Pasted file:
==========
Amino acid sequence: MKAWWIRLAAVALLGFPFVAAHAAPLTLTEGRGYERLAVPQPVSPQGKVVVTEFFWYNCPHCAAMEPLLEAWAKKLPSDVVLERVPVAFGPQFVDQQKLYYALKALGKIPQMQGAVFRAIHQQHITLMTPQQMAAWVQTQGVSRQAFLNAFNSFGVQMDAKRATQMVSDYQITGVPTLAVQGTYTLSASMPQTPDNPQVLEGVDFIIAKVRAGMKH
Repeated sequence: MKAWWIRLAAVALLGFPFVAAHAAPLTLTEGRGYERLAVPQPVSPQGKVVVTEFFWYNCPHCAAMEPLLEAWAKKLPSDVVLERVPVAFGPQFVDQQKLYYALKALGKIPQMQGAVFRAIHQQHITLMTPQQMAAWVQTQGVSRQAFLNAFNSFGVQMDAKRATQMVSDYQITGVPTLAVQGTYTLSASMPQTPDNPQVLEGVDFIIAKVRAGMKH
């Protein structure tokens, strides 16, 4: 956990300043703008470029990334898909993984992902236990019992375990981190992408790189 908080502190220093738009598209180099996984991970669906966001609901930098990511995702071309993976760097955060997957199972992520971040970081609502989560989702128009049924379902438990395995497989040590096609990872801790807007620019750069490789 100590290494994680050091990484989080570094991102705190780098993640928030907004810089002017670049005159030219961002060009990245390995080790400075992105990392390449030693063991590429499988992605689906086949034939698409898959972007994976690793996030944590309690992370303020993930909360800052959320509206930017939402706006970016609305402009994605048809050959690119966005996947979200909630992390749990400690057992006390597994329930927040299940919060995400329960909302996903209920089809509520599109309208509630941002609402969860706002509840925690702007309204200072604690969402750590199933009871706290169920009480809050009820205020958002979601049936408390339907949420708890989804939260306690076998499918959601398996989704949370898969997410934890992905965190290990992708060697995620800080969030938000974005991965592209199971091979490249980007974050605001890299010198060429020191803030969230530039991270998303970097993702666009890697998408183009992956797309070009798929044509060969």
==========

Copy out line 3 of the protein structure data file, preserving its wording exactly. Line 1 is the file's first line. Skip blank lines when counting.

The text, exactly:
């Protein structure tokens, strides 16, 4: 956990300043703008470029990334898909993984992902236990019992375990981190992408790189 908080502190220093738009598209180099996984991970669906966001609901930098990511995702071309993976760097955060997957199972992520971040970081609502989560989702128009049924379902438990395995497989040590096609990872801790807007620019750069490789 100590290494994680050091990484989080570094991102705190780098993640928030907004810089002017670049005159030219961002060009990245390995080790400075992105990392390449030693063991590429499988992605689906086949034939698409898959972007994976690793996030944590309690992370303020993930909360800052959320509206930017939402706006970016609305402009994605048809050959690119966005996947979200909630992390749990400690057992006390597994329930927040299940919060995400329960909302996903209920089809509520599109309208509630941002609402969860706002509840925690702007309204200072604690969402750590199933009871706290169920009480809050009820205020958002979601049936408390339907949420708890989804939260306690076998499918959601398996989704949370898969997410934890992905965190290990992708060697995620800080969030938000974005991965592209199971091979490249980007974050605001890299010198060429020191803030969230530039991270998303970097993702666009890697998408183009992956797309070009798929044509060969």